The results of this study only partially support the proposed hypotheses for this research. Specifically, the research supported the hypothesis that white RNs earned more than black and Hispanic RNs. However, Asian RNs earned more than white RNs, not less. Furthermore, a high percentage of the variation in pay for Asian, black, and Hispanic hospital RNs, compared to whites, was due to differences in the value of the same characteristic between the groups. Both whites and Asians are overrepresented in the RN workforce, relative to their distribution in the general population. Blacks and Hispanics, on the other hand, are underrepresented in the nursing workforce compared to their distribution in the general population.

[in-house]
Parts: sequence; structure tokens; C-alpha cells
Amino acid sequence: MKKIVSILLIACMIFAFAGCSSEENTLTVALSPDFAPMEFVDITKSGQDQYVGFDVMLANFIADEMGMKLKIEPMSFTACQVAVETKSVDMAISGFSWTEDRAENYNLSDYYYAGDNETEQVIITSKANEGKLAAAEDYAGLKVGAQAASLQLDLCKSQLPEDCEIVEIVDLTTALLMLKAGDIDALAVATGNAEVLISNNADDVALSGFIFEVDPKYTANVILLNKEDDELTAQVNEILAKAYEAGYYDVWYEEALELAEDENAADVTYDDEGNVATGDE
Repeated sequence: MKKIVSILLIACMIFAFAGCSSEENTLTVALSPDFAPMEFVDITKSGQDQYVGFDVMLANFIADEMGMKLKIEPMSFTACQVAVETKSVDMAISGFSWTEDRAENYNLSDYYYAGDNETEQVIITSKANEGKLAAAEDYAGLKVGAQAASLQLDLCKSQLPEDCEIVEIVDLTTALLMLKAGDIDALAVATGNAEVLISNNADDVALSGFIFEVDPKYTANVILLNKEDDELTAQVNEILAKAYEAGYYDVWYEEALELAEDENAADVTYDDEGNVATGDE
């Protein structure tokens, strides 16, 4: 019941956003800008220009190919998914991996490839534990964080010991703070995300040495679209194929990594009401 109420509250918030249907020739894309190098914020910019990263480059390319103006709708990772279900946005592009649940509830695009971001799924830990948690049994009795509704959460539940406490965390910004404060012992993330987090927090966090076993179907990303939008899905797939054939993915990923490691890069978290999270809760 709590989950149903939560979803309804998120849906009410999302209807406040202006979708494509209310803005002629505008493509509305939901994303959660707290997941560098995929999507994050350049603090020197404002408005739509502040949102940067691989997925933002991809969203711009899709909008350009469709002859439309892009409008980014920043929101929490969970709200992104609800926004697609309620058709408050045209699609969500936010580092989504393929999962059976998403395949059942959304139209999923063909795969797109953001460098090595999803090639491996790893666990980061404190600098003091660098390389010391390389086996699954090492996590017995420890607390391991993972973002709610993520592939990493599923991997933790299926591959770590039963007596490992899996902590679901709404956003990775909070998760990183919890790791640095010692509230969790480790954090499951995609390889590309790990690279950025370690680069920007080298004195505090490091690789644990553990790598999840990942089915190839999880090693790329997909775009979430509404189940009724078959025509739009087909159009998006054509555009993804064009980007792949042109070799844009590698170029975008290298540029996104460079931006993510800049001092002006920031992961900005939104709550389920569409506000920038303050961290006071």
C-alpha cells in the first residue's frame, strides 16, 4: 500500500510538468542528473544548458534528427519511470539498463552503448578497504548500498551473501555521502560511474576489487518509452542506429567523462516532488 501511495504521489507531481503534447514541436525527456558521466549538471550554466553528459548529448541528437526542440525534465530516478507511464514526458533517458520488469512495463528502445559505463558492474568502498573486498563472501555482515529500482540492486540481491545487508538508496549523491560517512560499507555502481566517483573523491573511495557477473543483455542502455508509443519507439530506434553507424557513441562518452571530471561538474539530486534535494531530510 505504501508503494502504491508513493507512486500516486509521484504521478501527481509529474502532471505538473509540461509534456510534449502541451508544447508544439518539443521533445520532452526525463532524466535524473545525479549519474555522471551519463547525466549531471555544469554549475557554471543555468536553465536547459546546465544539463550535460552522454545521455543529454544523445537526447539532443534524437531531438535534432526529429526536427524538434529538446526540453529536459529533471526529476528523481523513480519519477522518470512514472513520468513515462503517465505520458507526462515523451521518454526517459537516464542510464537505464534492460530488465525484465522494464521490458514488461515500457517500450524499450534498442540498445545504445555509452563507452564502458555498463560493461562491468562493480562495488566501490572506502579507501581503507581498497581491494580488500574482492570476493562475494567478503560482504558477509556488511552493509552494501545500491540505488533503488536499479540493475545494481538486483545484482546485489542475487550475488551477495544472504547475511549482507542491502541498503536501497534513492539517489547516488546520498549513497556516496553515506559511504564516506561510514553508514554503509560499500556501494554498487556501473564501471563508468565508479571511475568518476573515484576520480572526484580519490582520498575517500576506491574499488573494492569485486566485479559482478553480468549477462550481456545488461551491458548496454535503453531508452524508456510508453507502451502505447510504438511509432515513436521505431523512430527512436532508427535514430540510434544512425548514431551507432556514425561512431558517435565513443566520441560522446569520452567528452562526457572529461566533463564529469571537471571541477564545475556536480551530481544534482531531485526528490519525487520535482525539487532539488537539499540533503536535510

A key finding from this study is that black and Hispanic hospital RNs earned less than their white and Asian counterparts and, according to the decomposition, nearly all of the difference for black RNs (96 percent) and nearly two thirds of the difference for Hispanic RNs (64 percent) is unexplained by differences in human capital. A number of policy implications emerge from the study findings. Both blacks and Hispanics are underrepresented in nursing. The RN workforce has not kept pace with the changing diversity of the U.S. population. Between 2004 and 2008, the percent of Hispanic RNs in the United States has more than doubled (from 1.7 to 3.6 percent), and yet it falls well below the percent of Hispanics in the U.S. population (15.4 percent in 2008). The percent of black RNs in the United States has grown more slowly over the years (from 3.6 percent in 1988 to 5.4 percent in 2008), and it also remains well below the percent of blacks in the U.S. population (12.2 percent in 2008). Clearly, the nursing profession must redouble its efforts to increase the number of underrepresented minorities within its ranks. Increasing diversity requires a commitment to strengthen the pipeline to recruit minorities into nursing education programs and provide the needed supports to retain them (Bednarz, Schim, and Doorenbos 2010). Black RNs earned less than white RNs in part because they were less likely to hold BSNs. As noted previously, there has been increasing attention to the importance of educational attainment in registered nursing (Institute of Medicine 2010). Furthermore, the BSN is crucial for further advancement in registered nursing, that is, advanced practice RNs are master's prepared or higher. Career ladders in nursing that support advancement from an associate degree in nursing to BSN are critical to efforts that can reduce wage disparities for black RNs based on education level. Further, employer support for pursuing advanced nursing education is also vital to success. Support can take many forms, including tuition reimbursement, flexible scheduling, and paid leave to attend classes.